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On 03/07/2019 at 11:23 PM, FatPom said:

Holy Shit Paul, I had no idea you've done Western States!  How did you get your Golden Ticket?

 

18 hours ago, Paul Every said:

It was 2007.

We were the one's who f*cked with the system and made it hard for everyone who came after us. :thumbsup:

It was a very different time in the ultra scene back then, and it's difficult for newer runners to appreciate how much the sport has changed and developed in recent years. Competitor numbers were so much smaller globally, though particularly so in Australia, and though the process to secure one of the 400-odd places for Western States was different, those places were nonetheless still highly coveted.

Glasshouse 100 Mile in Qld was Australia's first 100 mile trail race, and although first staged in 1995, it wasn't until 1997 that the Miler had its first finisher. 3 runners finished that year, though only two Aussies with US runner Janine Duplessis crossing the line in second place.

In 2005 we finally had a second 100 miler, when the Great North Walk 100 was established on the NSW Central Coast. That year we had 4 finishers from 11 starters. Two of us were backing up from Glasshouse, which by then had escalated to a grand event with a massive total of 16 finishers!

It was a niche sport with relatively few competitors, which fostered strong friendships. On occasions, you would know all your fellow runners at a longer race and if not, the few newcomers would be heartily welcomed into the fold. The sparsity of races resulted in frequent interstate travel, with road trips, shared accommodation or bunking down with local ultra runners reinforcing the bonds of friendship. Across Australia, the CoolRunning site kept everyone in touch in the pre-FB era.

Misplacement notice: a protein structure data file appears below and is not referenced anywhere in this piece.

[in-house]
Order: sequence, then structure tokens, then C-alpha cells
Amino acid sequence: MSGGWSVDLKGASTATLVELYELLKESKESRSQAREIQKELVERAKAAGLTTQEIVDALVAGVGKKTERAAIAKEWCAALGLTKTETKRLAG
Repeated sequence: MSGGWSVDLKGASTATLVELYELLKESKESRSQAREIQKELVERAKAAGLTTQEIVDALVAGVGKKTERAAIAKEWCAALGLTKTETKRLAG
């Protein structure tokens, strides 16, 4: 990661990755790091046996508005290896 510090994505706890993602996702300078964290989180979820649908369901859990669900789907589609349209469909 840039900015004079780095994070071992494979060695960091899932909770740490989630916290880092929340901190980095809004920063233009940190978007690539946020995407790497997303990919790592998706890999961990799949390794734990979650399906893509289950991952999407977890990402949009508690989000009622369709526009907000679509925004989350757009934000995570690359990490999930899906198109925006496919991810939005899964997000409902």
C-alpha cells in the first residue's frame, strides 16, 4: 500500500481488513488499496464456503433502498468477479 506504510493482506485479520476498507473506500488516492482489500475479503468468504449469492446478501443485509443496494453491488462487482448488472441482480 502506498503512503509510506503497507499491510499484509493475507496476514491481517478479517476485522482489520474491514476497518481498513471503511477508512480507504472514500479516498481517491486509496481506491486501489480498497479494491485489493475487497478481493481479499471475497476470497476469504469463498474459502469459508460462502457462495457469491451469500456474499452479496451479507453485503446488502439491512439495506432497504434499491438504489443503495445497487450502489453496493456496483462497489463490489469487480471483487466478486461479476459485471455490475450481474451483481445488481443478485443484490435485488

It was around this time a Western States DVD was being circulated among runners. At a CoolRunning drinks evening in late 2005, with the DVD being again passed on and amid discussions of aspirations to do the race, someone mentioned we should all head over in in 2007. Among about 6 of us, a drunken pact was made for WS in 18 months time.

Roll on to September 2006 and about 20 runners finished the Glasshouse 100. In the following days, the provocatively encouraging emails and chatter on CoolRunning started. Western States entries had opened and a few had already entered, taking up the first of the 24 places reserved for international runners.

I had long forgotten about WS and the previous year's alcohol-fuzzed commitment. With another few entering in rapid succession, I fired off my entry and we soon had about 7 of us committed. The Aussie Assault was born with the WS Race Director reputedly noting, "Clearly, something was happening Down Under."

It quickly became apparent that as an Australian runner, there wouldn't be a better year to run WS. 2007 would be the year. With many of having just qualified at Glasshouse and with GNW 100 miler looming, Aussies soon snapped up 20 of the 24 international places on the then first-come basis. Ian Javes, the Glasshouse Race Director and past finisher of the Sydney to Melbourne, even emerged from his running retirement.

Runners co-opted their support crews or pacers, pre- and post-race hotel accommodation was block-booked, an Aussie Assault team uniform was designed and manufactured, (sadly, a design featuring a koala "molesting" the WS mountain lion race mascot was rejected by the group for something more "tasteful") and extended holidays were arranged, (for some of us, all the way through until the 24 Hour World Champs in Canada about 6 weeks later). 

Five or six of us organised to lodge in the "Australian Embassy" in Berkeley upon arrival in San Francisco upon arrival in the States, before heading up to the mountains for WS. The "Embassy", more aptly the home of three-time Glasshouse 100 winner Carol La Plant and husband Phil, and a traditional landing point for many of the Aussies on pilgrimages to US ultras. Carol and Phil inducted some local runners into the Aussie Assault to further expand our on-course support.

It was a unique opportunity to compete in a major, iconic, international ultra, surrounded by so many close friends and, for many of us, also our loved ones. It was organic and ridiculously spontaneous in its origins, thoroughly unprecedented and unlikely to be emulated in a comparable manner.

The sport has since changed, domestically and globally. Fortunately for a few of us, we were a part of ultra running at just the right point in time.

 

 

 

 

Edited by Paul Every
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Outstanding Paul, what a story and experience.

What do you think of the scene now?  Loads more interest but with that comes commercialism of course.